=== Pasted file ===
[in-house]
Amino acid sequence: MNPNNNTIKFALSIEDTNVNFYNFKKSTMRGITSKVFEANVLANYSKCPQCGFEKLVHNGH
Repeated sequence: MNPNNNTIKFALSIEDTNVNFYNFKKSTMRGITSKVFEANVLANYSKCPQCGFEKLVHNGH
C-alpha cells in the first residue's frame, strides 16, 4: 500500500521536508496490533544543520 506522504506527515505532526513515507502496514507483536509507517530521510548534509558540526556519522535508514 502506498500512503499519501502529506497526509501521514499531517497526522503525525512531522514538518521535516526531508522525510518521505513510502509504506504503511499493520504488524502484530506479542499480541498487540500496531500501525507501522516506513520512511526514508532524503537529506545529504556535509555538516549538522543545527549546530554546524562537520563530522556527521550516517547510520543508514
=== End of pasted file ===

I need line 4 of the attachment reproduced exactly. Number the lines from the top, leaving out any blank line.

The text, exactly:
C-alpha cells in the first residue's frame, strides 16, 4: 500500500521536508496490533544543520 506522504506527515505532526513515507502496514507483536509507517530521510548534509558540526556519522535508514 502506498500512503499519501502529506497526509501521514499531517497526522503525525512531522514538518521535516526531508522525510518521505513510502509504506504503511499493520504488524502484530506479542499480541498487540500496531500501525507501522516506513520512511526514508532524503537529506545529504556535509555538516549538522543545527549546530554546524562537520563530522556527521550516517547510520543508514